6. Hi, Recently acquired "Earth before the dinosaurs" book by Alain Beneteau. Published by Indiana University Press. Very comprehensive and well illustrated position. There are not too many books regarding paleozoic vertebrates. It gives good sense how the life looked like in the late paleozoic time. How much diversified early amphibians and mammals-like reptiles were. It is more a popular science book, but a good one. Tom
  7. Grandma's Brachiopod

    My grandmother (rest her soul) was a high school science teacher way back in the day. She was also a SERIOUS rockhound. These days her extensive collection of odds and ends lives in the family attic. I was going through some of the boxes when I stumbled on this gorgeous pyrite encrusted brachiopod. Unfortunately many of the tags and labels for her pieces haven't survived into the present day, so I've been curious about what species this is and where it might be from. I've heard that Ohio has a deposit with lots of pyrite fossils and brachiopods. Anyone know of any other places where such a fossil might have come from, or is Ohio the most likely?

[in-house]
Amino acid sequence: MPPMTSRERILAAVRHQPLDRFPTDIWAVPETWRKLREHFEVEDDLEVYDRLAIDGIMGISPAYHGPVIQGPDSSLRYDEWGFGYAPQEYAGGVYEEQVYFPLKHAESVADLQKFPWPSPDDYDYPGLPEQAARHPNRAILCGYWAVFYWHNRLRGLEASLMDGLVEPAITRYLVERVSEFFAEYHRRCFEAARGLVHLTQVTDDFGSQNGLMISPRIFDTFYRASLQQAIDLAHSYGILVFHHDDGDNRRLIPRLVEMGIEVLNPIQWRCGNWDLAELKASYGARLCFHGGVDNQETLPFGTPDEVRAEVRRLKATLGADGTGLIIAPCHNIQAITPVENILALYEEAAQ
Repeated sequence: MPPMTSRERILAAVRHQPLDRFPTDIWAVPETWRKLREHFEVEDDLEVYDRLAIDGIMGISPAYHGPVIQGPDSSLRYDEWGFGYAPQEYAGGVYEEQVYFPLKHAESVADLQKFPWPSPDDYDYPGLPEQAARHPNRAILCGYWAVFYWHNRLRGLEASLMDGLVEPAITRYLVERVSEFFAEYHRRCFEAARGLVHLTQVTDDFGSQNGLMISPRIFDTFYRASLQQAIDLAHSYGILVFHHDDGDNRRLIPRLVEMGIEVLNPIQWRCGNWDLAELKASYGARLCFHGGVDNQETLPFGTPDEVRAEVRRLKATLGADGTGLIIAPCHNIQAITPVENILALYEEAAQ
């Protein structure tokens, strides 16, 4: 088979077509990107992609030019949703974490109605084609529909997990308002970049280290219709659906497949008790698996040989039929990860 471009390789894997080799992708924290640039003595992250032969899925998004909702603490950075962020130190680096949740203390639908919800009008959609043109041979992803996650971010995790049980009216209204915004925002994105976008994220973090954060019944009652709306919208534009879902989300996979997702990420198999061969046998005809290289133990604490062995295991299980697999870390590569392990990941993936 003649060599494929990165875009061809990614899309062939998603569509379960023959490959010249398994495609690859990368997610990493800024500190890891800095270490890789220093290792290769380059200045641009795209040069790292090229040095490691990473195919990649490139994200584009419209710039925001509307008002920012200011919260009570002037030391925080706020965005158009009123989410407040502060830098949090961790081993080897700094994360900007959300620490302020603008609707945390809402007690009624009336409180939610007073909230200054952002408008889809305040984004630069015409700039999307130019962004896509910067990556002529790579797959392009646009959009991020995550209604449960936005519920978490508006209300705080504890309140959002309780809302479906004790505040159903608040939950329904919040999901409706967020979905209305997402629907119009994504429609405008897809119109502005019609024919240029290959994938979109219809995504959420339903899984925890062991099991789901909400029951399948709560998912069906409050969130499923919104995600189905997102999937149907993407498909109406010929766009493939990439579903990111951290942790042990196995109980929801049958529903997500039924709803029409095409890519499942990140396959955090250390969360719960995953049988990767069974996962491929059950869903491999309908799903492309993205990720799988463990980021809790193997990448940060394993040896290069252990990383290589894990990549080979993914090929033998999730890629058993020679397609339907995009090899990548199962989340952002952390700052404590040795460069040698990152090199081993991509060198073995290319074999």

8. Lake Michigan Trace Fossil?

    Hi all, Is this a trace fossil, worm holes? If yes, that would be the first I've found. The holes measure about 1mm to 2mm in diameter. I think it's odd that all of the larger diameter holes are perfectly parallel to each other, while the smaller diameter holes seem to run perpendicular to the larger ones. Also, what are the dark thread-like shapes all over this rock. I've never seen those on my finds either. Rock measures 2cm tall, 1.5cm wide. Lake Michigan beach find, WI, this could be either ordovician, silurian or devonian. TIA! front: back bottom
  9. Orthoceras I

    Hi! A recent walk in the woods resulted in the discovery of this nautiloid. I found it in Wilson County, TN which is Ordovician. I am super excited about this because we found it in the woods on the property where I grew up, which means I probably walked past it a million times, and it's 3D so it shows the the siphuncle, and the outside of the phragmocone. We did not have anything to measure it with but I would estimate it to be about 12cm (5in). So my questions are these: I think first verify what I think this is and what I see as I am new to this. I have looked around the internet for genus/species of Orthoceras found in TN, but can't find anything, does anyone know? The fossil is covered with moss, what is the best way to clean it without breaking anything (once we drag this monster rock out of the woods and to the house)? Thank you so much for opinion/advice/help!
  10. Brachiopod ID help

    This fossil was found by an old friend of mine in maine, and I need some help with the ID on it. All i know is that it is from maine and that it is a brachiopod (the largest fossil present)